I wish I could tell you that was the only issue.  Not so.  While we were sitting there at anchor, a local weather system passed right over us.  Seas rose over 5m with breaking waves, sustained winds over 50 knots howled through the rigging.  It was getting ugly out there and my cavalier attitude was disappearing fast.  INFINITY was pitching up and down wildly and then BANG!  Anchor chain running out uncontrolled a-freaking-gain!  I ran out of the Pilothouse in terror, and grabbed some 1” nylon line.  The reef was only 30 meters behind us!  I bent on the 1” line with a rolling-hitch and secured it to our centre-cleat.  As more chain began to run out, it was halted by the line.  Thank you God.  Two more lines soon joined the chain, one to the Port cleat, and one to Stbd.  OK, now that that was in-hand, Julie and I went around the boat securing everything.  It was kind-of a disaster really.  The Flopper-stoppers were both deployed and there was no way we could recover them now.  They held strong for many hours but the 6mm stainless-steel wire harness eventually parted.  So there we were.  Connected to the seabed, pitching and rolling wildly for the 12 hours the Storm Force winds lasted.  By luck, I installed separate retrieval lines to the Flopper-stoppers, so we were able to recover them as conditions allowed.  It was an altogether horrible experience and probably the worst boating experience we’ve had to date.  It’s not all sunshine and Champagne you know.     ;  )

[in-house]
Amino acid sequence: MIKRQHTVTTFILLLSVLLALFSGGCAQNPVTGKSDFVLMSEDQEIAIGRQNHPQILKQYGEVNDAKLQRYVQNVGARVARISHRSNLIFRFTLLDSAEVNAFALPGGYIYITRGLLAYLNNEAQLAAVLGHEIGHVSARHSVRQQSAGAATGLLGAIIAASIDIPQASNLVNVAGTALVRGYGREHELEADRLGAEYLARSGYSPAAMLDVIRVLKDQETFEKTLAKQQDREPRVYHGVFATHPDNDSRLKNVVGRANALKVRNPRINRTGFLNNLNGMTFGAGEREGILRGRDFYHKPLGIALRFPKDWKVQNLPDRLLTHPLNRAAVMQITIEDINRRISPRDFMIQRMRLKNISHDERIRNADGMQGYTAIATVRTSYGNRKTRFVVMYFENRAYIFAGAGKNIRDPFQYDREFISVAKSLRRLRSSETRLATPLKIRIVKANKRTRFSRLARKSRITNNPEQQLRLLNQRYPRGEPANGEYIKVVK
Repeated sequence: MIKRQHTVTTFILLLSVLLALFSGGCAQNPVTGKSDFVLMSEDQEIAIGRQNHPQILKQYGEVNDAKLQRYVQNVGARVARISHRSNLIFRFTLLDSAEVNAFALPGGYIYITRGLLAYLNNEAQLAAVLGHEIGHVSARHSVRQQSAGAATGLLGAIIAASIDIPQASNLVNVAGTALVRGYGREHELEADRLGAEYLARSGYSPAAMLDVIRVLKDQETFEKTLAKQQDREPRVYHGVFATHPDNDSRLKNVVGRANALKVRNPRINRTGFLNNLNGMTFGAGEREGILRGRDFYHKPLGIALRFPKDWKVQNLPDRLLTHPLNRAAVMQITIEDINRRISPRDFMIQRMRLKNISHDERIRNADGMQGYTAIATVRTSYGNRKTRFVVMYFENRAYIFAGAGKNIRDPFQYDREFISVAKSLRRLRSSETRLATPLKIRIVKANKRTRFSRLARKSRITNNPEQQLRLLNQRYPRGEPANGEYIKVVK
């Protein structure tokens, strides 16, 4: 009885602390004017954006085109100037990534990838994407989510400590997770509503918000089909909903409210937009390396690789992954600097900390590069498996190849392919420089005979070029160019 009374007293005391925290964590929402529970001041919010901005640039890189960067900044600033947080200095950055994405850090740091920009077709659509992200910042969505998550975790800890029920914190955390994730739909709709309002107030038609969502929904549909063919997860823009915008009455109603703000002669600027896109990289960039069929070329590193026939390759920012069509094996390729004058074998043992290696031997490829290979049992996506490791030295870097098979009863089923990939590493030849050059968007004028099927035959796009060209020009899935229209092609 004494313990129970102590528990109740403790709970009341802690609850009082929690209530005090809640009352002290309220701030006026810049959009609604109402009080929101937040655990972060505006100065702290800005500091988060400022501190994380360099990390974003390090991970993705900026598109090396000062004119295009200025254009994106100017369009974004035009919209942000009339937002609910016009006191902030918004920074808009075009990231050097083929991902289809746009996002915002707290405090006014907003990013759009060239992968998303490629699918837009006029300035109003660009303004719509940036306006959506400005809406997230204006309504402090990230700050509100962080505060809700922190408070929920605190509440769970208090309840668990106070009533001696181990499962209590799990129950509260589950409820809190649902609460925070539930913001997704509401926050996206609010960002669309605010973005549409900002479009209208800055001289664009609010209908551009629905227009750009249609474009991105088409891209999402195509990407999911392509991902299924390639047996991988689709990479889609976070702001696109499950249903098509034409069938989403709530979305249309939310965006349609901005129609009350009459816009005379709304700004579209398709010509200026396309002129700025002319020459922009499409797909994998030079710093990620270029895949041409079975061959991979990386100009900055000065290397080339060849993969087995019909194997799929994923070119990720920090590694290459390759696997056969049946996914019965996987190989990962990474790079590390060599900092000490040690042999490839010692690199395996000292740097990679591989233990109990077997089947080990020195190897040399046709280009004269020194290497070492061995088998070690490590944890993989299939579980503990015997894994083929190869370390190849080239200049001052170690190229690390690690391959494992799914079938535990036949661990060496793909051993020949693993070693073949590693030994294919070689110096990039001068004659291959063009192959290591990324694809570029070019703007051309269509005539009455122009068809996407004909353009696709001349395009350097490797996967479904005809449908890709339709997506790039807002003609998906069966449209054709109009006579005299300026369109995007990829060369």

The ‘Bad Day’ video from our You-Tube channel



Jeff & Jose’s Trimaran “STRAVAIG”








Savu Savu was a much, much better experience altogether.     :  )